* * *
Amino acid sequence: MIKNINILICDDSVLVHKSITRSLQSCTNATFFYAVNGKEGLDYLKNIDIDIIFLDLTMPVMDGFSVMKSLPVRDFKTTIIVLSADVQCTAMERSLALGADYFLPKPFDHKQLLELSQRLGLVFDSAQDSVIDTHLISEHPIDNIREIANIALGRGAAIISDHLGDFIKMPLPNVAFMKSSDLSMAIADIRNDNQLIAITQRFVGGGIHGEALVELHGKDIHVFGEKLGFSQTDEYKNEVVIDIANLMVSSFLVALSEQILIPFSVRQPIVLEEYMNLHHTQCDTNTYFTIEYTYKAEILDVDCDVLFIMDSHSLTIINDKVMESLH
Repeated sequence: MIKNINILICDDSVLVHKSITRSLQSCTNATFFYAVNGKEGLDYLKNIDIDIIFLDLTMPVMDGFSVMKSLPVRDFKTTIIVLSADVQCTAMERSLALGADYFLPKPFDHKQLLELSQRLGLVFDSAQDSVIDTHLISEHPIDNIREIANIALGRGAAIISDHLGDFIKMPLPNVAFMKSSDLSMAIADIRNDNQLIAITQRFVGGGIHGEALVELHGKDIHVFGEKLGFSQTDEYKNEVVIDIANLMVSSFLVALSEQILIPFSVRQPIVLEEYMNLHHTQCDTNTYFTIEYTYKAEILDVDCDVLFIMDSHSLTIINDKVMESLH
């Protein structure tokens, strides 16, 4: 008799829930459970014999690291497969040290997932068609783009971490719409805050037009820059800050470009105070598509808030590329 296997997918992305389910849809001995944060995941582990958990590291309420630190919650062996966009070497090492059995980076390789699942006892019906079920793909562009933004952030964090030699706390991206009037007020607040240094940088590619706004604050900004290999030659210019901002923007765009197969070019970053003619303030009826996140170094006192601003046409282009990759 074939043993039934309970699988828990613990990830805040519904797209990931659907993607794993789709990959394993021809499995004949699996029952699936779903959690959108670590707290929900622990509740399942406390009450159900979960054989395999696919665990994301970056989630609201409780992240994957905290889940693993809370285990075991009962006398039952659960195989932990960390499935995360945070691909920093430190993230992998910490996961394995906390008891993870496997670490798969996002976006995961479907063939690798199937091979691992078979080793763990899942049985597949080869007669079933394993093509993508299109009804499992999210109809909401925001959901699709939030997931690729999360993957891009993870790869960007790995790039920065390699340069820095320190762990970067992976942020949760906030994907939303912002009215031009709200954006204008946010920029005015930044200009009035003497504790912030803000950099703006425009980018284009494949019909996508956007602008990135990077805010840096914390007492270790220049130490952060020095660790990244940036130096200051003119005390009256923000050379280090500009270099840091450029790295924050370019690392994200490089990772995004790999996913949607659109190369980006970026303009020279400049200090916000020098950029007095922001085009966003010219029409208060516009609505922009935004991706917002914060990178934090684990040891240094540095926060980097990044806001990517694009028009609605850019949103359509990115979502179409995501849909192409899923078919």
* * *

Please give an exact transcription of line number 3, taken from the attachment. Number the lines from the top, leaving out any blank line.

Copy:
């Protein structure tokens, strides 16, 4: 008799829930459970014999690291497969040290997932068609783009971490719409805050037009820059800050470009105070598509808030590329 296997997918992305389910849809001995944060995941582990958990590291309420630190919650062996966009070497090492059995980076390789699942006892019906079920793909562009933004952030964090030699706390991206009037007020607040240094940088590619706004604050900004290999030659210019901002923007765009197969070019970053003619303030009826996140170094006192601003046409282009990759 074939043993039934309970699988828990613990990830805040519904797209990931659907993607794993789709990959394993021809499995004949699996029952699936779903959690959108670590707290929900622990509740399942406390009450159900979960054989395999696919665990994301970056989630609201409780992240994957905290889940693993809370285990075991009962006398039952659960195989932990960390499935995360945070691909920093430190993230992998910490996961394995906390008891993870496997670490798969996002976006995961479907063939690798199937091979691992078979080793763990899942049985597949080869007669079933394993093509993508299109009804499992999210109809909401925001959901699709939030997931690729999360993957891009993870790869960007790995790039920065390699340069820095320190762990970067992976942020949760906030994907939303912002009215031009709200954006204008946010920029005015930044200009009035003497504790912030803000950099703006425009980018284009494949019909996508956007602008990135990077805010840096914390007492270790220049130490952060020095660790990244940036130096200051003119005390009256923000050379280090500009270099840091450029790295924050370019690392994200490089990772995004790999996913949607659109190369980006970026303009020279400049200090916000020098950029007095922001085009966003010219029409208060516009609505922009935004991706917002914060990178934090684990040891240094540095926060980097990044806001990517694009028009609605850019949103359509990115979502179409995501849909192409899923078919």